Harpreet Singh Saini, whose mother was one of the six people killed when a white supremacist attacked worshippers at a gurdwara in Wisconsin in August, appeared at a Congressional hearing and asked FBI to track anti-Sikh hate crimes.
"Senators, I came here today to ask the government to give my mother the dignity of being a statistic. The FBI does not track hate crimes against Sikhs. My mother and those shot that day will not even count on a federal form. We cannot solve a problem we refuse to recognise," Saini told lawmakers.
"These are steps that we must take to ensure that we never endure a tragedy like the one in Oak Creek," said Singh, whose mother Paramjit Kaur Saini was tragically shot and killed in Oak Creek on Aug 5. The demand for including anti-Sikh violence in hate crime statistics gained momentum after the killing, with several lawmakers also demanding the same.
Federal officials have said that they have started looking into the issue and their decision is expected to be known by mid-October. "Aug 5th was a tragic day not only for Sikh Americans, but for all Americans, as is any day extremist hate groups target people of faith with harassment and violence," he said.
In his touching testimony, Singh argued what happened at Oak Creek was not an isolated incident. "I fear it may happen again if we don't stand up and do something. I don't want anyone to suffer what we have suffered. I want to build a world where all people can live, work and worship in America in peace. Because you see, despite everything, I still believe in America -- American dream," he said.
The gurdwara incident highlighted the question whether to re-examine the categories of religious groups that are listed on the FBI's hate crimes data collection form -- a document that is used to capture the perpetrator's motivation and not the victim's background, conceded Roy Austin, Deputy Assistant Attorney General for the Civil Rights Division.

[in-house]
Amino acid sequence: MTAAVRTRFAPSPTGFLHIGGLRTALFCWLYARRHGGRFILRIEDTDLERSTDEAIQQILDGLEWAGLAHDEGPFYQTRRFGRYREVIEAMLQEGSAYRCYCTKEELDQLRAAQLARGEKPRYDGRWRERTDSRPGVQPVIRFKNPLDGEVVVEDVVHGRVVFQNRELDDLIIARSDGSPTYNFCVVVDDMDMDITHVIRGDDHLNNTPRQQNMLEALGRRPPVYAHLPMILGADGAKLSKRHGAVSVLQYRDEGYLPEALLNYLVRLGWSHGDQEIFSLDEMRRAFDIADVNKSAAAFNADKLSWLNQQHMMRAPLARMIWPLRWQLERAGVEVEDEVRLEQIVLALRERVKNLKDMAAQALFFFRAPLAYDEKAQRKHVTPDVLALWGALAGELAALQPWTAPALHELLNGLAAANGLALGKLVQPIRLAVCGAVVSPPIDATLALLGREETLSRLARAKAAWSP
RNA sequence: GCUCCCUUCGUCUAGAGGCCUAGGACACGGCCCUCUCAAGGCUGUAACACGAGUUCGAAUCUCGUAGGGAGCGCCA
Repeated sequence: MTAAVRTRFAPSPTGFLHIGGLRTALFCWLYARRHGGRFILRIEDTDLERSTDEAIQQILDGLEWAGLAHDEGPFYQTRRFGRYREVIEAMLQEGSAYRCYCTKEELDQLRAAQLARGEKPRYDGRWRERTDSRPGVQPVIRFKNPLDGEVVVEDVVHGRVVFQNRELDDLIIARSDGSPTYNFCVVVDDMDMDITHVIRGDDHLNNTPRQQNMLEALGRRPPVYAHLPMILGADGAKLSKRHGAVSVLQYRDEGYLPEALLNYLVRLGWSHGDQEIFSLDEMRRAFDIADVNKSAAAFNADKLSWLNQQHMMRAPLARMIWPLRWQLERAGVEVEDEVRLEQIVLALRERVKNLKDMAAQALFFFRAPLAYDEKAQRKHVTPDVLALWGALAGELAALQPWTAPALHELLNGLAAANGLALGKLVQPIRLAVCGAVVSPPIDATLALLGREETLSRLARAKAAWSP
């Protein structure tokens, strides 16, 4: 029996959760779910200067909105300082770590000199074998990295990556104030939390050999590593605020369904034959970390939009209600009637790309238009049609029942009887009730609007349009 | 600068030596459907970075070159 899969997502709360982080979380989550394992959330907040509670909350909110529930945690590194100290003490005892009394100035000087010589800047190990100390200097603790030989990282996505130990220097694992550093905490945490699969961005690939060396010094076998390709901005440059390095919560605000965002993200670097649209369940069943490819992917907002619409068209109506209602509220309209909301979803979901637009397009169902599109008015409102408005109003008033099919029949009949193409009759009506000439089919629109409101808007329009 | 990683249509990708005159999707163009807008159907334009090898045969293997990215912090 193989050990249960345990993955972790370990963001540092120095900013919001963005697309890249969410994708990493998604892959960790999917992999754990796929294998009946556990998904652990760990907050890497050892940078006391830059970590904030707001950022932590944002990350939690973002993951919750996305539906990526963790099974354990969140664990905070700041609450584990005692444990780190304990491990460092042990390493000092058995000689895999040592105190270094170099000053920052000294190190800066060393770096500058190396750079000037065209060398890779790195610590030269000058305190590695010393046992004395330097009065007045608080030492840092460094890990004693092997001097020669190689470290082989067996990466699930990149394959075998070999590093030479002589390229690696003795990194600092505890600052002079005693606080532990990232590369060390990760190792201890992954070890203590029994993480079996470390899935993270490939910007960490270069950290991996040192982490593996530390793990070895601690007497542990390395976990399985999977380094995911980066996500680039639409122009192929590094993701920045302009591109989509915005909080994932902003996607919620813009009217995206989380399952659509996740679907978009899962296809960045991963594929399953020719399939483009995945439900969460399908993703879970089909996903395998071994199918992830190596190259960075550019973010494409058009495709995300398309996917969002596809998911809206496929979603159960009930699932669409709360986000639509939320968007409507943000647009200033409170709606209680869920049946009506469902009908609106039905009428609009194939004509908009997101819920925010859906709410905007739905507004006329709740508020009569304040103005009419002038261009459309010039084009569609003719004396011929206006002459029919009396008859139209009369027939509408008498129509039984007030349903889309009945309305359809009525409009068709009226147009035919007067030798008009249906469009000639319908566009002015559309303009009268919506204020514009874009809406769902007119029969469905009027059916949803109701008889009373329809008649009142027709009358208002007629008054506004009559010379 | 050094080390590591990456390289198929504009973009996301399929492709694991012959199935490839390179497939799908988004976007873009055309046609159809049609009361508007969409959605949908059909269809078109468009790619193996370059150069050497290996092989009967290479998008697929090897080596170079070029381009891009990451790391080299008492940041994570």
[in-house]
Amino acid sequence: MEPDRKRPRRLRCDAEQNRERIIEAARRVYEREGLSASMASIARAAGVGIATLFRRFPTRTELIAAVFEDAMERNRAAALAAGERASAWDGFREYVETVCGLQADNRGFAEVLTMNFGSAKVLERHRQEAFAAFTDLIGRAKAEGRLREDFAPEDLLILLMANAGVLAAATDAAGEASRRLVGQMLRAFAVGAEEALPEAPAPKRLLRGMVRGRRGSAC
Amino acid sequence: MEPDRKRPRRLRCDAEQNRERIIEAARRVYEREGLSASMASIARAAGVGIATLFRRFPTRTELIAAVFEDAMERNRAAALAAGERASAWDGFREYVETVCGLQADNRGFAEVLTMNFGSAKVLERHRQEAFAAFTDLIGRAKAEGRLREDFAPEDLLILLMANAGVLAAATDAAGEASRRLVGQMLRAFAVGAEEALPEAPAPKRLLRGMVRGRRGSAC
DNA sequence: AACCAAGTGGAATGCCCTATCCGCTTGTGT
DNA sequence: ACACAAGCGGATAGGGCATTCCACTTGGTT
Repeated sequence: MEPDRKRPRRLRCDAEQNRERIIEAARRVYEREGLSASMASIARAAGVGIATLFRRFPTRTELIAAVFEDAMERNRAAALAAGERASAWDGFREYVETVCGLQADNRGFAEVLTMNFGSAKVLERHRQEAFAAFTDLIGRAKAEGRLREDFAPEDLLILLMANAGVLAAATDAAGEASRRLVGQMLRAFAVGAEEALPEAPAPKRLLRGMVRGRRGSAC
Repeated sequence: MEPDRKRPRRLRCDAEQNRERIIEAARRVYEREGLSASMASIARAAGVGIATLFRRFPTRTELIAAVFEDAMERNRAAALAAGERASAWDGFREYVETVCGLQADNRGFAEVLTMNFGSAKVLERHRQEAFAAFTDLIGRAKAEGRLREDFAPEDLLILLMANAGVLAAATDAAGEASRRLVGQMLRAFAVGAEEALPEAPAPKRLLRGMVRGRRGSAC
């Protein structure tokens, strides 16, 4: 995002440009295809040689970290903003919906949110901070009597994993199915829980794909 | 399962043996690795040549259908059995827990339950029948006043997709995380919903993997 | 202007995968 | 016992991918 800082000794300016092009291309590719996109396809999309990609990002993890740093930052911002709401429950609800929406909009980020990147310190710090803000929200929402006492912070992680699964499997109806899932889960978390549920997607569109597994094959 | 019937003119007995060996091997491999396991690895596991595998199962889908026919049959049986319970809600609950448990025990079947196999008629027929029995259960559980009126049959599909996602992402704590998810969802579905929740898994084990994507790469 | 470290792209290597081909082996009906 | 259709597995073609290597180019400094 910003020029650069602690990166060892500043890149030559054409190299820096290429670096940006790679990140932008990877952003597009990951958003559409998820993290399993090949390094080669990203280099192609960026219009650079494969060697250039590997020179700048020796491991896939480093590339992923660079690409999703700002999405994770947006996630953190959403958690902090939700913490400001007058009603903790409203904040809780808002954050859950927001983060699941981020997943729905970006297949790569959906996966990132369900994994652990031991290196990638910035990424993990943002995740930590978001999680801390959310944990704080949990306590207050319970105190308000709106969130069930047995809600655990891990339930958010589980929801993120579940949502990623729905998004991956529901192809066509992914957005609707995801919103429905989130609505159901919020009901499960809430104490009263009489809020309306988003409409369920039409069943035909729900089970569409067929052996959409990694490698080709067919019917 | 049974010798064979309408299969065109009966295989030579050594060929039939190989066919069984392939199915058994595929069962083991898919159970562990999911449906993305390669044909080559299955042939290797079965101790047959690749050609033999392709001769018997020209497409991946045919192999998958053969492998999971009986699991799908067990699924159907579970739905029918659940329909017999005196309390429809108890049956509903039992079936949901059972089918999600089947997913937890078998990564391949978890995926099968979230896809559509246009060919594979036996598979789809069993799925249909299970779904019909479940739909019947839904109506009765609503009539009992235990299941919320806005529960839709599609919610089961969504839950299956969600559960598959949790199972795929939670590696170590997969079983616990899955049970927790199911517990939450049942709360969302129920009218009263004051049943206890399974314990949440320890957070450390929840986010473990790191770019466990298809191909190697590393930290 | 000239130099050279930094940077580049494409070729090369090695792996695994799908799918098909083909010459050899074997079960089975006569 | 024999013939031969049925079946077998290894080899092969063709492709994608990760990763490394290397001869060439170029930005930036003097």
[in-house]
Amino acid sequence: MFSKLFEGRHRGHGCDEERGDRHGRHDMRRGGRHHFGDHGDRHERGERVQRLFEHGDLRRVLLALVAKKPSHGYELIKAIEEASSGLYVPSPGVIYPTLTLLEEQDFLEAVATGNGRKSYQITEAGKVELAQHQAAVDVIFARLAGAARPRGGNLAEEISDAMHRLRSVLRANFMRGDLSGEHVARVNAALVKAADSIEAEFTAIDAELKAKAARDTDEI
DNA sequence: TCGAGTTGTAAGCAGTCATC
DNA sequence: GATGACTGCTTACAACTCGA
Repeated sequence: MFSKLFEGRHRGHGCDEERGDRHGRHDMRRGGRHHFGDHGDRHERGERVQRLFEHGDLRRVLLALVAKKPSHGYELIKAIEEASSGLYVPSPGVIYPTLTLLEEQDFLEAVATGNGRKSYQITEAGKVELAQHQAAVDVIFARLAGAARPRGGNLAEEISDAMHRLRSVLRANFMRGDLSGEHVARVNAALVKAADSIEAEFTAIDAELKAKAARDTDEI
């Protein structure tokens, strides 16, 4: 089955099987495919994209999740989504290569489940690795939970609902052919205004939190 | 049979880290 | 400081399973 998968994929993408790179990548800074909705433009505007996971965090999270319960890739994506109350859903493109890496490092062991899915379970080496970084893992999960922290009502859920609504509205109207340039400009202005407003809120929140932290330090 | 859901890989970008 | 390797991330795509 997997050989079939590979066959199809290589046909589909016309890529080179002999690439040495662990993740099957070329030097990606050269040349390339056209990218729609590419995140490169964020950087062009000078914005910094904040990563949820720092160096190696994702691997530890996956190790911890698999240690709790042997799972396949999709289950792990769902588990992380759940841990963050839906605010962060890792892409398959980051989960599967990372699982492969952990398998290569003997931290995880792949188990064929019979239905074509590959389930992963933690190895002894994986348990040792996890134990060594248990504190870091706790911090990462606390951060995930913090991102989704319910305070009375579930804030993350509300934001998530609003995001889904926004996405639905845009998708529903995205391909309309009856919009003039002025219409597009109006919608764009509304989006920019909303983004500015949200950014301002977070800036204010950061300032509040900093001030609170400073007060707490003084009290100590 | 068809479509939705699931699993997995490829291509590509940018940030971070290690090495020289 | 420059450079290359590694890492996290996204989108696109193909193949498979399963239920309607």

"In the next few weeks, the Civil Rights Division and the Community Relations Service will bring together a broad spectrum of religious organisations, including groups representing Sikh Americans, to elicit their views on what information should be collected. Separately, the FBI's panel of outside subject matter experts will hear from stakeholders," Austin told lawmakers.
Chairing the Hearing of the Constitution, Civil Rights and Human Rights Subcommittee of the Senate Judiciary Committee on 'Hate Crimes and the Threat of Domestic Extremism', Senator Richard Durbin said that sadly the shooting in Oak Creek was not an isolated incident.
"More than 6,600 hate crimes were reported to the FBI in the calendar year 2010, the most recent year for statistics. And a 2005 study by the Bureau of Justice Statistics believes that even those crimes that are reported are just a fraction of those that actually occur," he noted.
Observing that the Department of Justice collects information on hate crimes but the present lists do not list the Sikh religion, Durbin admitted that there is a concern among Sikhs over the issue.
"I know for two years Sikh-Americans have been asking that there be a special category on the hate crime report so that we can keep track. Why don't we have a special place here for identifying hate crimes against Sikh-Americans?" Durbin asked.
Austin said the Department of Justice has met regularly with Sikh-Americans and other faiths and have heard this concern and is going to take action.
He said the civil rights division and the community relations service of the Justice Department are going to bring together a broad array of religious groups to address exactly what kinds of statistics should be kept.
"We plan to invite and have spoken to the Sikh community as well and the FBI has a process that is gone through before determining how the form is changed and the Department of Justice will play an active role with respect to that process to ensure that the form properly reflects those who are perpetrators, those who are victimised by hate crimes," Austin said.
Responding to a question from Senator Durbin, Austin said that the decision of the Justice Department would be known soon.
"There will be a meeting mid-October in which what the Department of Justice finds will be presented to an FBI committee. At that point, the decision of the Department of Justice will be known," Austin said.
"I think in light of the terrible incident at Oak Creek, Wisconsin, that this would be a good thing for us to do as expeditiously as possible," Senator Durbin said.